“Hey! Let’s make a building!”
“How do we do that?”
“I think we just draw a rectangle and then make it go up.”
“Cool! Let’s do it.”
Density, I get it. I’m all for it. But does it have to be this boring? Also, grey siding? In Portland? Is it trying to be an invisible building nine months of the year?
I think I must sit on the side of the #75 that doesn’t give me the best view of this mural. Today though, I noticed. This is a nicely done tribute to Jackie Robinson. There’s also a Prince mural on this street a few blocks down.
I’ve been square dancing with the Rosetown Ramblers at the Ankeny Street Studio since June. There is much to love about this studio, beginning with the fact that it is located in this nondescript building.
There are a variety of instructors who use the space, including ballroom dance instructors and folk dancers.
The room we use is the Grand Ballroom and it’s huge. It has mirrors and a beautiful floor. Also a disco ball.
Along the side are tables and chairs. The decorations on the tables change with the seasons. One of my favorite details is the carpet-covered bumpers along the wall, which keep chairs from hitting the wall.Sadly, this space will be eliminated. The original owner of the building was a woman who was invested in the ballroom dance community. The building has been sold and the new owners are not interested in supporting the dance community. The Rosetown Ramblers will be dancing in Milwaukie in the future. And Portland will lose this unique space.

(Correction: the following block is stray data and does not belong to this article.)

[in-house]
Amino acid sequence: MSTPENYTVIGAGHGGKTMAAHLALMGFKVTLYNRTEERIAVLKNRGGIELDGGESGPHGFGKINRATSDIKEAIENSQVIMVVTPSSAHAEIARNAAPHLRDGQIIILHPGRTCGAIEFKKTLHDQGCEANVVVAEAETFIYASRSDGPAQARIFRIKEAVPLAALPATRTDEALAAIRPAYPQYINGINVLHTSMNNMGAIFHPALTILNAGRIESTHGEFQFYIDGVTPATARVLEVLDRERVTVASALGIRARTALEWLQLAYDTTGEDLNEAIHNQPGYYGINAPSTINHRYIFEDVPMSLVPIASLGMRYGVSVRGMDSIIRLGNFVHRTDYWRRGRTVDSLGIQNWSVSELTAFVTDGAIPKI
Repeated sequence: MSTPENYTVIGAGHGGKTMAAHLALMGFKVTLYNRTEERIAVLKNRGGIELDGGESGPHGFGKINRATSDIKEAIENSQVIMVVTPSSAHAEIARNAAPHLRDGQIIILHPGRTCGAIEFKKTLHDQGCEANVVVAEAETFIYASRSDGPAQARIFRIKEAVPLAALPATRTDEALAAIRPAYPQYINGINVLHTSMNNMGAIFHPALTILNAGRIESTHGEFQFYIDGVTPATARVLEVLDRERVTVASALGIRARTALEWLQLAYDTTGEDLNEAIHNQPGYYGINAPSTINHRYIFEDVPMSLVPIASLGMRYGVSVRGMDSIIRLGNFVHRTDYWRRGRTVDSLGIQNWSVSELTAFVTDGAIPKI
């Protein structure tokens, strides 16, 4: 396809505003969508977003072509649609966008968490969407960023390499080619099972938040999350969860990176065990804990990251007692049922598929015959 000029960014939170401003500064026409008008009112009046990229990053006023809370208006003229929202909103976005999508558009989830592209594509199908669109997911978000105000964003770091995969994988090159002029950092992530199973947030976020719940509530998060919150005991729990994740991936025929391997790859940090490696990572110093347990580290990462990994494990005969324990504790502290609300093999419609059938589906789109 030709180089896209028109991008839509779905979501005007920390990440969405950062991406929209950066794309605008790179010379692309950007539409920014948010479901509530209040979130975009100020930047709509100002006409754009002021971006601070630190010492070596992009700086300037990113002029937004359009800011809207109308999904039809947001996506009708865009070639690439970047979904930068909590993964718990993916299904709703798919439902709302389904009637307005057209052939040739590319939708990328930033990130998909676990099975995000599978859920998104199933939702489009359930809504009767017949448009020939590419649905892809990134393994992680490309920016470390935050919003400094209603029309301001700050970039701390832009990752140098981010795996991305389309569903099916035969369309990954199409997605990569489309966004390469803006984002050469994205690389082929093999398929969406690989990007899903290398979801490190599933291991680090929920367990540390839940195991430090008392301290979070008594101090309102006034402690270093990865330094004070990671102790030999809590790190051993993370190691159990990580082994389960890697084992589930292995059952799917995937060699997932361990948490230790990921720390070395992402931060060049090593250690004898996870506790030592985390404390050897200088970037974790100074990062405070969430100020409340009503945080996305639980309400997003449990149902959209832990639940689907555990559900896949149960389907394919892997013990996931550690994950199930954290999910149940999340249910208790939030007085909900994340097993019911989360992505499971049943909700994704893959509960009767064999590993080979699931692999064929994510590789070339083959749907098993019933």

This is the Pendleton Woolen Mills Corporate Headquarters. I was interested in the sign over the office door. “No Alcohol Beyond this Point” Is there drinking only in this office?
Look at this little house, which has managed to survive all sorts of transformations around it. It’s currently the Julia West House.
This house is on Montana between Lombard and Rosa Parks, also known as the walk to tap dance class. When I moved to Kenton in 2007, the lot was a little overgrown, but in the 10 years following, blackberry bushes took over and the house disappeared behind the brambles.
The blackberries have been cleared away, giving me my first view of the house in years.
It’s pretty beat up and on a big lot that is very close to the train, the Interstate and two grocery stores. This house isn’t long for this world. (Going to that website gave me no information about this particular house.)
I missed taking a picture of these units before the deconstruction began. Sometimes it’s hard to tell if what I’m looking at is renovation or deconstruction and I miss my window.
This was a five or six-unit complex on Interstate between Rosa Parks and Lombard. It wasn’t in the greatest of condition, but probably could have been rehabbed.
Instead, we’re going for deconstruction. Which is too bad. Look at this great fireplace detail!
The siding used to be yellow
I am interested to see what replaces it. I guarantee that whatever appears will not be in the financial realm of the tenants who used to live here.
I mean, you can if you squint. But wow! Fog isn’t unusual, but we aren’t usually this foggy.
I found this sign on the way to work today.
And this one on the way home:
The answer is no, no we would not like more ice. But we got it!
It wasn’t terrible ice this time. The roads were okay and it mostly just made things look pretty. Like my flowering quince.
And the neighbors’ back porch
And even my garbage and recycling bins
I realized that though I had featured the buildings on one side of the block, I hadn’t taken a proper picture of the other part of the block that will go away.
On the right we have the EUROCAR building. It’s a nice looking one with some good windows. It’s been empty for a very long time.On the left is the Jimmy Mak’s building with the sign saying “Jazz” still illuminated. The marquee says, “Thanks for 20 years. We love you Jimmy. Fuck Cancer”